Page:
A total of six daytime telescopes that can monitor satellites at altitudes of more than 22,000 miles are being installed in Colorado and outside the United States in Australia and Spain, Todd Brost, director of special projects at Numerica, told SpaceNews.

Read more at: Spacenews

Tiny Astroscale Satellite Will Test Space Junk Cleanup Tech With Magnets

Astroscale just launched the first commercial space junk cleanup mission designed to locate and retrieve used satellites and other debris orbiting Earth. The Japan-based company’s End-of-Life Services by Astroscale-demonstration (ELSA-d) mission lifted off from Russia’s Baikonur Cosmodrome in Kazakhstan on March 22.

It was among the 38 payloads that were carried into space by a Soyuz rocket as part of the first all-commercial rideshare mission for Russian company GK Launch Services.

Read more at:

More Than 5,000 Tons Of Extraterrestrial Dust Fall To Earth Each Year

Every year, our planet encounters dust from comets1 and asteroid2. These interplanetary dust particles pass through our atmosphere and give rise to shooting stars. Some of them reach the ground in the form of micrometeorites. An international program3 conducted for nearly 20 years by scientists from the CNRS, the Université Paris-Saclay and the National museum of natural history4 with the support of the French polar institute, has determined that 5,200 tons per year of these micrometeorites reach the ground. The study will be available in the journal Earth & Planetary Science Letters from April 15.

Read more at: CNRS


ABL Space Has Never Launched A Rocket, But It Just Landed A Huge Contract

A California company that has yet to even attempt a rocket launch has nonetheless inked a major deal with Lockheed Martin for dozens of missions over the next decade.

Under terms of the block-buy agreement between ABL Space Systems and Lockheed, the aerospace giant will purchase “up to” 26 launches through 2026 and as many as 32 additional launches through 2029. If the terms are fulfilled, this would come to 58 launches over the next eight years for ABL Space. In an industry where even a single launch contract often produces a news release, a contract for five dozen launches is unprecedented for a private company.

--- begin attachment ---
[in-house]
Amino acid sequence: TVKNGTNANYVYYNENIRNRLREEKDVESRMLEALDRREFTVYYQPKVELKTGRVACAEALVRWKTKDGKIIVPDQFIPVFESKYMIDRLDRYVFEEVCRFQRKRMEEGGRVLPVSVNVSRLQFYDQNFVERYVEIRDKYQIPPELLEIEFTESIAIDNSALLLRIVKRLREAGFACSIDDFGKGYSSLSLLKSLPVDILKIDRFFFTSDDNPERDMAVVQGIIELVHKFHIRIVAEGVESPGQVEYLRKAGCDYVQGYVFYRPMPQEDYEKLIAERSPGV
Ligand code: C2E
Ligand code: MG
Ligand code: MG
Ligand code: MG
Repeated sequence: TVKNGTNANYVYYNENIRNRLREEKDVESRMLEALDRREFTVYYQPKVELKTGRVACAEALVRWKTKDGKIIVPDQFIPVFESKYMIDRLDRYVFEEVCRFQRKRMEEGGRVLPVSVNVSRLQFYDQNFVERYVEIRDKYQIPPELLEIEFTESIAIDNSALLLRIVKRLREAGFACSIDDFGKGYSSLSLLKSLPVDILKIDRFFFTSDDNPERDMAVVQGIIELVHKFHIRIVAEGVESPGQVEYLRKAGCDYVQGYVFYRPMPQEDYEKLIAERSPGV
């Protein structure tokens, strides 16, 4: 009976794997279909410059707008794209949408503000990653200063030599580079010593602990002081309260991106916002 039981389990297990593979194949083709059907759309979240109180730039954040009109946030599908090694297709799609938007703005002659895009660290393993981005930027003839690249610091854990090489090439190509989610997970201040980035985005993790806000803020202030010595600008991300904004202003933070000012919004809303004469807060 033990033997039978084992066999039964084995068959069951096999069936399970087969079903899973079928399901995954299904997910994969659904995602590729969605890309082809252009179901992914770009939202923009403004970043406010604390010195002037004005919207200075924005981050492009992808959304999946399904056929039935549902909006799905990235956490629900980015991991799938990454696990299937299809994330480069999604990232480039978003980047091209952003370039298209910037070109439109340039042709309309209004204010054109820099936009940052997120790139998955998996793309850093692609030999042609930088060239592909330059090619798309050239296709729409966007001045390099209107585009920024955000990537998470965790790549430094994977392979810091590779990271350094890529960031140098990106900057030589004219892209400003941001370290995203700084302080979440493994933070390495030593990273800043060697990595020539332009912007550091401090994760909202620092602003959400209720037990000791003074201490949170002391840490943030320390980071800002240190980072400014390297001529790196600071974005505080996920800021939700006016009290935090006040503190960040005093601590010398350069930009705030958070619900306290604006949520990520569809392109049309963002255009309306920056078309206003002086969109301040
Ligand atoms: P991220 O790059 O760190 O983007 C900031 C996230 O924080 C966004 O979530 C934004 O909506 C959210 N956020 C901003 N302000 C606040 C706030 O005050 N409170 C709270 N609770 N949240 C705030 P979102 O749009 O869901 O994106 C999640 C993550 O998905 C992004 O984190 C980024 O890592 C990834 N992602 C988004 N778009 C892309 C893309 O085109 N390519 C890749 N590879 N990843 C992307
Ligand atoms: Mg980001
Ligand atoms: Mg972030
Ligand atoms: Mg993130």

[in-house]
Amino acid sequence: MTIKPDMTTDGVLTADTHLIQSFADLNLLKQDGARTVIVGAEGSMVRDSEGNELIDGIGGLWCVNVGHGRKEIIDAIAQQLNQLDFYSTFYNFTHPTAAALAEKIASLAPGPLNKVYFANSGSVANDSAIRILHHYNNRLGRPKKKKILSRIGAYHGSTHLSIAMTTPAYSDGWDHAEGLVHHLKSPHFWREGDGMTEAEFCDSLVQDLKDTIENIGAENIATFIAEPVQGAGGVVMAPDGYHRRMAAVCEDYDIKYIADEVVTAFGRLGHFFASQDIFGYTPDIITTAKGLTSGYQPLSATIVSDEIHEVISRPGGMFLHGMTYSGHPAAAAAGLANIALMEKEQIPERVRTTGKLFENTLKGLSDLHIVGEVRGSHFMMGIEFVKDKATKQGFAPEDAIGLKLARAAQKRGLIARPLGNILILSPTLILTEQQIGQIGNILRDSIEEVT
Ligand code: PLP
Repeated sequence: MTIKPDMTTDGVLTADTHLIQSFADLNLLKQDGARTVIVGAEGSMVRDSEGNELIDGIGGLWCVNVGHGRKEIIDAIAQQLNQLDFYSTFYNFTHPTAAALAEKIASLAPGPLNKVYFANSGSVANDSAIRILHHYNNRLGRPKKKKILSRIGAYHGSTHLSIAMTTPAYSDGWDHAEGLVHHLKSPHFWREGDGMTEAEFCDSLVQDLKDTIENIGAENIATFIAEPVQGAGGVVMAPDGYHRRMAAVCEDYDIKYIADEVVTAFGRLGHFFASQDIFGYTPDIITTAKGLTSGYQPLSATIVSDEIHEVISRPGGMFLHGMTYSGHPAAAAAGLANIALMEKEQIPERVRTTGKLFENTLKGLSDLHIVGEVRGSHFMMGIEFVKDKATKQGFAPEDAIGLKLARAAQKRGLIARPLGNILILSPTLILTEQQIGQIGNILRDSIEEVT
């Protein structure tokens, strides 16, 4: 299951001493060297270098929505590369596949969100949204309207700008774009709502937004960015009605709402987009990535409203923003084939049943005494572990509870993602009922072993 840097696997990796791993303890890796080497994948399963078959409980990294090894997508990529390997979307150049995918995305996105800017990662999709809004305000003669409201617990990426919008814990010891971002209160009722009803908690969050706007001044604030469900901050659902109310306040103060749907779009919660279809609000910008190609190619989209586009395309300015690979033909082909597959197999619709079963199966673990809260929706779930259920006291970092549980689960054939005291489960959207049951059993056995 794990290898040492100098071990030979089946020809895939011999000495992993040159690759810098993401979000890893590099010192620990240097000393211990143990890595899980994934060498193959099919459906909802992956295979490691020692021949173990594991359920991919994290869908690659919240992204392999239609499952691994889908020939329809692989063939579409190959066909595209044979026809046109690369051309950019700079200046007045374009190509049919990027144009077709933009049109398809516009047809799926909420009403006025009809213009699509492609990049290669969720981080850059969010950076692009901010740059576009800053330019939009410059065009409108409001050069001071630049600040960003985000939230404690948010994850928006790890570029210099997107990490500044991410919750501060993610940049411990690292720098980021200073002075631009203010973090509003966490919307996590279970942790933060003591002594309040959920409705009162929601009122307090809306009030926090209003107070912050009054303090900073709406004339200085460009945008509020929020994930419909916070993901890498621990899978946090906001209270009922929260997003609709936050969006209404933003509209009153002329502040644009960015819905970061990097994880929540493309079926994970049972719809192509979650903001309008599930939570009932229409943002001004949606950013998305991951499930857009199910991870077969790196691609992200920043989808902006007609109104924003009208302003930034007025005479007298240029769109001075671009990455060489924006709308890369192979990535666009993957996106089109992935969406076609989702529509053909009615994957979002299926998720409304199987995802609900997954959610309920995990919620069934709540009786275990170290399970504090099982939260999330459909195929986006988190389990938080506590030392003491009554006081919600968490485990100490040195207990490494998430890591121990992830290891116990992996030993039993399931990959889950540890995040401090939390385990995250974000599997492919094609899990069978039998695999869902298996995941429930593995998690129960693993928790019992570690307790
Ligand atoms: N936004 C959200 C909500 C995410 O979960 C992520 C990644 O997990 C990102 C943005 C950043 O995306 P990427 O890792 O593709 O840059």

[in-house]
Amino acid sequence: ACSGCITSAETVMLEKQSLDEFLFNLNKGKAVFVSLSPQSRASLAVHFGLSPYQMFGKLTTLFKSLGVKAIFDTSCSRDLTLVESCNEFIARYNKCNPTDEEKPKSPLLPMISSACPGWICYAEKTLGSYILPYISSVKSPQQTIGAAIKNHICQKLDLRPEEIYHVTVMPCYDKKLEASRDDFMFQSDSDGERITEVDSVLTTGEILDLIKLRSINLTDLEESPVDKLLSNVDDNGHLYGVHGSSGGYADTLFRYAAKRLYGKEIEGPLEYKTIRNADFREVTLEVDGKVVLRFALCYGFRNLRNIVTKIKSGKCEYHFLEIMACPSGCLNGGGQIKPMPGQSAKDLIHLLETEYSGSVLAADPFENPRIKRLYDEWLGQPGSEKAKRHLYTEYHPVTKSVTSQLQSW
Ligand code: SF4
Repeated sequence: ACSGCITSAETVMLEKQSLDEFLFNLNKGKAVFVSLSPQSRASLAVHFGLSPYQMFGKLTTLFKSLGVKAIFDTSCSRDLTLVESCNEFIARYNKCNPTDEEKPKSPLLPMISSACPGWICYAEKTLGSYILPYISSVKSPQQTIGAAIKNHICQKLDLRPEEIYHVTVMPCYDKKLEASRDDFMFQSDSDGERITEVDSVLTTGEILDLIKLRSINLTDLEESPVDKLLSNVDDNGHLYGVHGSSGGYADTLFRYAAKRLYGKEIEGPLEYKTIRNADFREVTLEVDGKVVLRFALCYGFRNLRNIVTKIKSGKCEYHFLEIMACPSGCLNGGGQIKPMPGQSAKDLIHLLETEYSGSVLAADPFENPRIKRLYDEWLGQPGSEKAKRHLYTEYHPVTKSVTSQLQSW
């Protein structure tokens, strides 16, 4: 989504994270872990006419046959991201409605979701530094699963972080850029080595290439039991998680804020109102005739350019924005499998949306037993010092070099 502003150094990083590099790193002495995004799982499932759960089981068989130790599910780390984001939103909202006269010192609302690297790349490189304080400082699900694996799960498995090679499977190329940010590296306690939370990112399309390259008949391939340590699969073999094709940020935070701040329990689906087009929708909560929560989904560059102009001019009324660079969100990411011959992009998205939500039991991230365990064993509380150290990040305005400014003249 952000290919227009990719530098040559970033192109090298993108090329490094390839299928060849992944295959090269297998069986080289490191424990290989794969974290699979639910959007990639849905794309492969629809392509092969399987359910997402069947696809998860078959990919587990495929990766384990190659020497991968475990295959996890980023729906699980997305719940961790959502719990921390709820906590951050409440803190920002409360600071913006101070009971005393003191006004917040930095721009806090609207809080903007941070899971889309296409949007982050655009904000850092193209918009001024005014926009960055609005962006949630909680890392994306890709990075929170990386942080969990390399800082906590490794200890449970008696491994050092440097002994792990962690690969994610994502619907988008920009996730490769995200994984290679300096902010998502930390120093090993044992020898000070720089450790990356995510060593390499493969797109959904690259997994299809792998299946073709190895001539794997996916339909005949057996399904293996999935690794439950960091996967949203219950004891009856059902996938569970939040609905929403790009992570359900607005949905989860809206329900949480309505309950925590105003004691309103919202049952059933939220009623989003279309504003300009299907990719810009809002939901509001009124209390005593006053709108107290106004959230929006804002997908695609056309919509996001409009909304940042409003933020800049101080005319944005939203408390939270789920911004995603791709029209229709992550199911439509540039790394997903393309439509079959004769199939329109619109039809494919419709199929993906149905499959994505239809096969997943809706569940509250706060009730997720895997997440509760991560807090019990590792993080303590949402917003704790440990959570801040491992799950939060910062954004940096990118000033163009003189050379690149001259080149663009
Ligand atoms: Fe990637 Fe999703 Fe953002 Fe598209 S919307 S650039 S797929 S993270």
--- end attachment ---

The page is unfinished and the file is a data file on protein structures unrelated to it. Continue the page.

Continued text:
Read more at: Arstechnica

SpaceX Launches 60 Starlink Communications Satellites

SpaceX launched 60 more of the company’s Starlink Internet communications satellites into orbit from Florida on Wednesday.

A Falcon 9 rocket carrying the spacecraft lifted off as planned at 12:34 p.m. EDT into a blue April sky with few clouds.

“Falcon 9 has successfully lifted off from Cape Canaveral Space Force Station carrying our stack of Starling satellites to orbit,” SpaceX lead manufacturing engineer Jessie Anderson said during a live broadcast.

Read more at: Spacedaily

Ningbo, Wenchang to Construct Chinese Commercial Spaceports

The coastal cities of Ningbo and Wenchang are planning construction of new commercial spaceports to meet growing demand for launch in China.

The eastern port city of Ningbo in eastern Zhejiang province has committed a total investment of 20 billion yuan ($3 billion) to establish a spaceport at Xiangshan, according to reports Wednesday. It is to be capable of launching up to 100 missions per year.

Read more at: Spacenews

The complete coverage of IAASS Weekly Press Clips is only available to IAASS Members. Become an IAASS Member today.